He hasn’t just given us the Holy Spirit, he’s given us the Holy Spirit so that we can become more like Christ. And we see that in verses 14 through 16. In those verses, Paul draws a strong contrast between those who have the Spirit and those who don’t. And that’s a common contrast for Paul to draw. For example, in Galatians five, he says that those who are led by the Spirit exhibit love, joy, peace, forbearance, kindness, goodness, faithfulness, gentleness, and self control. In contrast, those who don’t have the Spirit exhibit all sorts of sinful tendencies, including envy, factions, dissension, ambition, fits of rage, jealousy. The bottom line is, the Holy Spirit makes a difference in somebody’s life. When the Holy Spirit is at work in someone, their life looks radically different from the rest of the world. In places in the New Testament, that sort of transformed living is referred to as imitating Christ. In chapter eleven, Paul will go on to tell the Corinthians to imitate him as he imitates Christ. In Philippians, chapter two, Paul calls us to have the same attitude, the same selfless attitude that Christ exhibited in his sacrifice on the cross. One John, chapter two, says that those who claim to live in Christ ought to live like Christ. So how does that happen? How does that sort of transformed life come about? Well, in Romans twelve, Paul says it begins with a renewed mind. And how does that happen? Well, Paul clues us in here in these last two verses. It’s because of the Holy Spirit’s work giving us the mind of Christ. We mentioned before that the Holy Spirit is at work helping us to understand God’s thoughts as embedded in Scripture. And here, in essence, what Paul is saying is, as the Holy Spirit is expounding God’s thoughts to us, he’s really imparting to us the mind of Christ. How does that happen? Well, these verses have a heavy trinitarian note, just like they did with the Holy Spirit. In verse 16, Paul is alluding to a passage from Isaiah 40 where the mind of the Lord refers to the mind of God to Yahweh. And when he follows that up with the mind of Christ, he’s in essence equating the two, because the Father, Son and Holy Spirit all are part of the one true God. When the Holy Spirit helps us to understand God’s wisdom, he’s helping us to understand Christ thoughts, it’s all the same. And that’s significant because it’s not just about understanding what a Bible passage means. It’s not just about having a good idea, a change that we need to be made in life. It’s about becoming more and more like Christ. So we ought to expect the Holy Spirit to be doing things in our life that are directed at that goal. How does that happen? Well, I think one way it happens is that the Holy Spirit leads us into opportunities to put into practice what he’s been teaching. I know that has happened in my life. This week I planned on multiple days to duck out of work a little bit early to spend some time preparing for today. But time and time again I ran into unexpected, almost inexplicable problems that prevented me from doing that. So as a result, I kept feeling like I was farther and farther behind and it was stressing me out. And why was it stressing me out? Well, it didn’t help that my wife was telling everybody she saw, oh, do you know Phil’s preaching? And you can watch it online. Church starts at ten, he’ll probably be on 1015, 1020, something like that. So why was I stressed out? Well, was it because I wanted to make sure that I was expounding God’s word faithfully? Hopefully some of that was in there, but if I’m honest, a lot of it was I didn’t want to get up here and look foolish, like I couldn’t put two thoughts together. I wish I could say that I responded to each of those incidents better than I did, but I shouldn’t have been surprised that they were happening. Why? Well, I spent the whole week reading about the pride that the Corinthians were having, in contrast to Paul’s humble reliance on God’s power. So I shouldn’t have been surprised that I was going to have opportunities to put that into practice. Each time I ran into one of those problems, it was as if the Holy Spirit was saying, what are you going to do? Are you going to rely on God or are you going to let Your pride get the better of you? Again, I wish I could say that I did a better job with that, but I shouldn’t have been surprised that that was what was going on. And it’s the same for all of us as the Holy Spirit is helping us to understand God’s wisdom as revealed in the Gospel and His Word, whether that’s here on Sunday or that’s in our devotionals throughout the week, we ought to expect that Holy Spirit is going to say, hey, did you notice that? And then during the week to say, hey, do you see how that applies here? Again, not just to get us to have sort of self improvement technique, but so that we can reflect Christ’s image more and more each day. So we began this morning by talking about the importance of paying attention. When we don’t pay attention, we miss opportunities to see God at work. And that affects our relationship with God because we miss opportunities to see Him at work in our life and to have a tangible expression of his presence. Doesn’t have to be that way. We can pay attention. It’s just a matter of whether we expect God to be at work or not. And this morning, Paul gave us at least three reasons that we ought to expect God to be at work. All we have to do is pay attention.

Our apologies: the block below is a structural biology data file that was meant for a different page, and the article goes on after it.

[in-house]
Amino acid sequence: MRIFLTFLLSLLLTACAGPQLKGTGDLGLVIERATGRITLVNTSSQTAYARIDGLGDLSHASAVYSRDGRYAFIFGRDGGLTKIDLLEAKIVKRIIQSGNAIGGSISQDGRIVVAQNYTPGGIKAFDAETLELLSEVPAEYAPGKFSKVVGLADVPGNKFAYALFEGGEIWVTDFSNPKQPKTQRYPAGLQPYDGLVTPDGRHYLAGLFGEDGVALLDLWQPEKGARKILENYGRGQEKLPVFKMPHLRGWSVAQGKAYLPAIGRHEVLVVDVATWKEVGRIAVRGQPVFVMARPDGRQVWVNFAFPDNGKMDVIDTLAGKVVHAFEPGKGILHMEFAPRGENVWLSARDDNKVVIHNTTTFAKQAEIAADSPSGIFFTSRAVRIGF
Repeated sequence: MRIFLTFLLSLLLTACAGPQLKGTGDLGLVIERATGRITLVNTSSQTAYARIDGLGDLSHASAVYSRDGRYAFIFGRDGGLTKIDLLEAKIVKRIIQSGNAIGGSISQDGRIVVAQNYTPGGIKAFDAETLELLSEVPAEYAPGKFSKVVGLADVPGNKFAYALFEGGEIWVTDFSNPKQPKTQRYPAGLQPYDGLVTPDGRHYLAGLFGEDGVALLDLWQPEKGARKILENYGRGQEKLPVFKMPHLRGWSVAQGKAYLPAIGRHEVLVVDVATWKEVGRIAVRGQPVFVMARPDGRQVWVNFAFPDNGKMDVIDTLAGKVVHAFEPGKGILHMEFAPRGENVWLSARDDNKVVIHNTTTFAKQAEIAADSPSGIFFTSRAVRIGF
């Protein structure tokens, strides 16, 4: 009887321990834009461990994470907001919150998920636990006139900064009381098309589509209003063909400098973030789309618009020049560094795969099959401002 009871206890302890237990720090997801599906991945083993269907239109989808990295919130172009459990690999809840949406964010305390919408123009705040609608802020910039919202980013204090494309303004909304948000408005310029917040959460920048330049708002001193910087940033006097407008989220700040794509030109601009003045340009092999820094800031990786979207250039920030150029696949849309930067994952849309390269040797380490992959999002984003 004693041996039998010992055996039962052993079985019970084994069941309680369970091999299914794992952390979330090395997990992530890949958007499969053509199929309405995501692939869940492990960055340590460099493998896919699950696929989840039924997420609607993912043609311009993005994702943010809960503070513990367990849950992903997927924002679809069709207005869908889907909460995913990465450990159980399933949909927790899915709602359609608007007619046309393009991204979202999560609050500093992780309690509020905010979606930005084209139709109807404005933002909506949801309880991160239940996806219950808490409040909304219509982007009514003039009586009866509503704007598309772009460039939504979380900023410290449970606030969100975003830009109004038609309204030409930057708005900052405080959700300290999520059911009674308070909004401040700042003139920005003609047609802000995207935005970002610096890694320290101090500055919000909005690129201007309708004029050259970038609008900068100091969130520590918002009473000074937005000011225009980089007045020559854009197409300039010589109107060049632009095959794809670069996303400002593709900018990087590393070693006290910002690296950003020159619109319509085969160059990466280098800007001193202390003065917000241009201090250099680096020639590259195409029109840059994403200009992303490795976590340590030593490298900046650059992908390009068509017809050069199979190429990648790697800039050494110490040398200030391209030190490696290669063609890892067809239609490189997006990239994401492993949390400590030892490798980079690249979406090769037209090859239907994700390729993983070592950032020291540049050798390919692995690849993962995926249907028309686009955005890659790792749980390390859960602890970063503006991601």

Let’s pray. Lord, we’re grateful that we know that you are at work in our lives. Lord, we ask forgiveness that’s too often we don’t notice that more because we’re not paying attention. Lord, I pray that your spirit would change that. That help us to be on the lookout for the ways that you are at work in the world and in our lives. And Lord, we pray that as we do that, that we would experience Your presence, that we would see greater opportunities to share our faith, and that we would look for opportunities to become more and more like you. We ask all this in Your name. Amen.